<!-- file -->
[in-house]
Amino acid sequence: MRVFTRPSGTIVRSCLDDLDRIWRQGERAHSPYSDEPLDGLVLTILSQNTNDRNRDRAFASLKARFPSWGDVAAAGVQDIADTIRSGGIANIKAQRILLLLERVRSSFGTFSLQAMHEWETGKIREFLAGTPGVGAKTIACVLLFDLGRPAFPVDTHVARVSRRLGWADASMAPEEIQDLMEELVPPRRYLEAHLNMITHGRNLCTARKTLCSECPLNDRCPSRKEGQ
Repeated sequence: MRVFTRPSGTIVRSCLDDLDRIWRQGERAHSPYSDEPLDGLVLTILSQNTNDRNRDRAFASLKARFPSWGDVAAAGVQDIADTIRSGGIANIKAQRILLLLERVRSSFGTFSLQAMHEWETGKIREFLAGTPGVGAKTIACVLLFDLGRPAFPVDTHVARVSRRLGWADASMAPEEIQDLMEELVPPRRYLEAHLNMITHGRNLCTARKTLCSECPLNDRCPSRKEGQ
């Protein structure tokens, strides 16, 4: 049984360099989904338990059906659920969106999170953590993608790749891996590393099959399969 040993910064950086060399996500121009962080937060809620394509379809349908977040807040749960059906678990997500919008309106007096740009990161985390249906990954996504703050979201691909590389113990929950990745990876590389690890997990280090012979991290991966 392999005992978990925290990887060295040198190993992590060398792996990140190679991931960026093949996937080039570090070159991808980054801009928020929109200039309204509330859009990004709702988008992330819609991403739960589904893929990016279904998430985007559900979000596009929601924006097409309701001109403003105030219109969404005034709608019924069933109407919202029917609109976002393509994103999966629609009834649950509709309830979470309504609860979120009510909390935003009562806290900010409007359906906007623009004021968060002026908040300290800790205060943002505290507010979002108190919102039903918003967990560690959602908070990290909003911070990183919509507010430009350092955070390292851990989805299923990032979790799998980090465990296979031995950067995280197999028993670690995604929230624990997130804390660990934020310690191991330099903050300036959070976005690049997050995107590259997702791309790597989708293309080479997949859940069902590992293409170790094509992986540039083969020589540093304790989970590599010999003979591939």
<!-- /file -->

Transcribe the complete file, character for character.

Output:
[in-house]
Amino acid sequence: MRVFTRPSGTIVRSCLDDLDRIWRQGERAHSPYSDEPLDGLVLTILSQNTNDRNRDRAFASLKARFPSWGDVAAAGVQDIADTIRSGGIANIKAQRILLLLERVRSSFGTFSLQAMHEWETGKIREFLAGTPGVGAKTIACVLLFDLGRPAFPVDTHVARVSRRLGWADASMAPEEIQDLMEELVPPRRYLEAHLNMITHGRNLCTARKTLCSECPLNDRCPSRKEGQ
Repeated sequence: MRVFTRPSGTIVRSCLDDLDRIWRQGERAHSPYSDEPLDGLVLTILSQNTNDRNRDRAFASLKARFPSWGDVAAAGVQDIADTIRSGGIANIKAQRILLLLERVRSSFGTFSLQAMHEWETGKIREFLAGTPGVGAKTIACVLLFDLGRPAFPVDTHVARVSRRLGWADASMAPEEIQDLMEELVPPRRYLEAHLNMITHGRNLCTARKTLCSECPLNDRCPSRKEGQ
């Protein structure tokens, strides 16, 4: 049984360099989904338990059906659920969106999170953590993608790749891996590393099959399969 040993910064950086060399996500121009962080937060809620394509379809349908977040807040749960059906678990997500919008309106007096740009990161985390249906990954996504703050979201691909590389113990929950990745990876590389690890997990280090012979991290991966 392999005992978990925290990887060295040198190993992590060398792996990140190679991931960026093949996937080039570090070159991808980054801009928020929109200039309204509330859009990004709702988008992330819609991403739960589904893929990016279904998430985007559900979000596009929601924006097409309701001109403003105030219109969404005034709608019924069933109407919202029917609109976002393509994103999966629609009834649950509709309830979470309504609860979120009510909390935003009562806290900010409007359906906007623009004021968060002026908040300290800790205060943002505290507010979002108190919102039903918003967990560690959602908070990290909003911070990183919509507010430009350092955070390292851990989805299923990032979790799998980090465990296979031995950067995280197999028993670690995604929230624990997130804390660990934020310690191991330099903050300036959070976005690049997050995107590259997702791309790597989708293309080479997949859940069902590992293409170790094509992986540039083969020589540093304790989970590599010999003979591939």